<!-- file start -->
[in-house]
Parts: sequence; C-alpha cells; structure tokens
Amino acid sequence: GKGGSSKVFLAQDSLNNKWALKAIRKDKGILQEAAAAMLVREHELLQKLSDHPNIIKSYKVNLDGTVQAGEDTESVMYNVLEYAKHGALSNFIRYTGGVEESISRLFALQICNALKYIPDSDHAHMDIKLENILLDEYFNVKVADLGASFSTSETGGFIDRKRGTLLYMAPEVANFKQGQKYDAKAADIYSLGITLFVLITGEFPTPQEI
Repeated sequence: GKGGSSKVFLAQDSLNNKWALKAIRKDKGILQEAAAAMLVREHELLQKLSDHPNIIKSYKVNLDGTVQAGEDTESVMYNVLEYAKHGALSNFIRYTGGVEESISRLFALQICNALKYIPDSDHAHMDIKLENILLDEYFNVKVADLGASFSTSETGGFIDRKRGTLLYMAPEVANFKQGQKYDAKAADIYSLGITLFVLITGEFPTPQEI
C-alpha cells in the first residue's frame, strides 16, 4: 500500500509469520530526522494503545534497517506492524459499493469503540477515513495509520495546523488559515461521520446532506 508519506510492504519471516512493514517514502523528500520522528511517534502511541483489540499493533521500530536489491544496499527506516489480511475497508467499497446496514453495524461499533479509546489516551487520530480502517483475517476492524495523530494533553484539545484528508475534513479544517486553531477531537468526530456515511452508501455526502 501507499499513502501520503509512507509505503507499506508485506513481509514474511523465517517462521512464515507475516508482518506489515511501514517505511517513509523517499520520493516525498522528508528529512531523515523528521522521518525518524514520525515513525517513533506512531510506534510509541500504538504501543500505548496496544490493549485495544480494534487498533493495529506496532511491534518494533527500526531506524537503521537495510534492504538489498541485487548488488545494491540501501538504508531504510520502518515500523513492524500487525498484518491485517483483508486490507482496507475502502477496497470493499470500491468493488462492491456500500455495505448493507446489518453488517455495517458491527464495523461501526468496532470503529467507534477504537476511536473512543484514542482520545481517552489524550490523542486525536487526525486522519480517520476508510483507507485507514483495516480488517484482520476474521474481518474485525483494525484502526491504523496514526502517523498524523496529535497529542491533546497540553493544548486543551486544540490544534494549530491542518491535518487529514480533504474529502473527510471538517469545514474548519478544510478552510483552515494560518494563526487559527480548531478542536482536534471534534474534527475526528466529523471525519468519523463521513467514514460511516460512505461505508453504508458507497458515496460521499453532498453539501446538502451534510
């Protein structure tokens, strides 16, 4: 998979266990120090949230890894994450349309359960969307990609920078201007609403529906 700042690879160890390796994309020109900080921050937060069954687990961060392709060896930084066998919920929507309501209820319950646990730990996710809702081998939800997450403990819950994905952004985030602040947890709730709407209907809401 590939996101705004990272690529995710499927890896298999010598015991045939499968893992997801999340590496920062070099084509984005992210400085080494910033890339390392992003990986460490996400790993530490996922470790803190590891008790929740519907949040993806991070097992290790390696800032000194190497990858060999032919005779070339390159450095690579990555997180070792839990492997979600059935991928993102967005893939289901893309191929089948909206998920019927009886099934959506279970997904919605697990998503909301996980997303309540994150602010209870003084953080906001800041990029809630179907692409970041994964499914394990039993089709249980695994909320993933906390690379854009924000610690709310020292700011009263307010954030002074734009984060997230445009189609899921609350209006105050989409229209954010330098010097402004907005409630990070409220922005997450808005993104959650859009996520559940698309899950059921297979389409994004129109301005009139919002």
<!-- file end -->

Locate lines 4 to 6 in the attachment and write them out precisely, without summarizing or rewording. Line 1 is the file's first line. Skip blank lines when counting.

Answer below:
Repeated sequence: GKGGSSKVFLAQDSLNNKWALKAIRKDKGILQEAAAAMLVREHELLQKLSDHPNIIKSYKVNLDGTVQAGEDTESVMYNVLEYAKHGALSNFIRYTGGVEESISRLFALQICNALKYIPDSDHAHMDIKLENILLDEYFNVKVADLGASFSTSETGGFIDRKRGTLLYMAPEVANFKQGQKYDAKAADIYSLGITLFVLITGEFPTPQEI
C-alpha cells in the first residue's frame, strides 16, 4: 500500500509469520530526522494503545534497517506492524459499493469503540477515513495509520495546523488559515461521520446532506 508519506510492504519471516512493514517514502523528500520522528511517534502511541483489540499493533521500530536489491544496499527506516489480511475497508467499497446496514453495524461499533479509546489516551487520530480502517483475517476492524495523530494533553484539545484528508475534513479544517486553531477531537468526530456515511452508501455526502 501507499499513502501520503509512507509505503507499506508485506513481509514474511523465517517462521512464515507475516508482518506489515511501514517505511517513509523517499520520493516525498522528508528529512531523515523528521522521518525518524514520525515513525517513533506512531510506534510509541500504538504501543500505548496496544490493549485495544480494534487498533493495529506496532511491534518494533527500526531506524537503521537495510534492504538489498541485487548488488545494491540501501538504508531504510520502518515500523513492524500487525498484518491485517483483508486490507482496507475502502477496497470493499470500491468493488462492491456500500455495505448493507446489518453488517455495517458491527464495523461501526468496532470503529467507534477504537476511536473512543484514542482520545481517552489524550490523542486525536487526525486522519480517520476508510483507507485507514483495516480488517484482520476474521474481518474485525483494525484502526491504523496514526502517523498524523496529535497529542491533546497540553493544548486543551486544540490544534494549530491542518491535518487529514480533504474529502473527510471538517469545514474548519478544510478552510483552515494560518494563526487559527480548531478542536482536534471534534474534527475526528466529523471525519468519523463521513467514514460511516460512505461505508453504508458507497458515496460521499453532498453539501446538502451534510
């Protein structure tokens, strides 16, 4: 998979266990120090949230890894994450349309359960969307990609920078201007609403529906 700042690879160890390796994309020109900080921050937060069954687990961060392709060896930084066998919920929507309501209820319950646990730990996710809702081998939800997450403990819950994905952004985030602040947890709730709407209907809401 590939996101705004990272690529995710499927890896298999010598015991045939499968893992997801999340590496920062070099084509984005992210400085080494910033890339390392992003990986460490996400790993530490996922470790803190590891008790929740519907949040993806991070097992290790390696800032000194190497990858060999032919005779070339390159450095690579990555997180070792839990492997979600059935991928993102967005893939289901893309191929089948909206998920019927009886099934959506279970997904919605697990998503909301996980997303309540994150602010209870003084953080906001800041990029809630179907692409970041994964499914394990039993089709249980695994909320993933906390690379854009924000610690709310020292700011009263307010954030002074734009984060997230445009189609899921609350209006105050989409229209954010330098010097402004907005409630990070409220922005997450808005993104959650859009996520559940698309899950059921297979389409994004129109301005009139919002």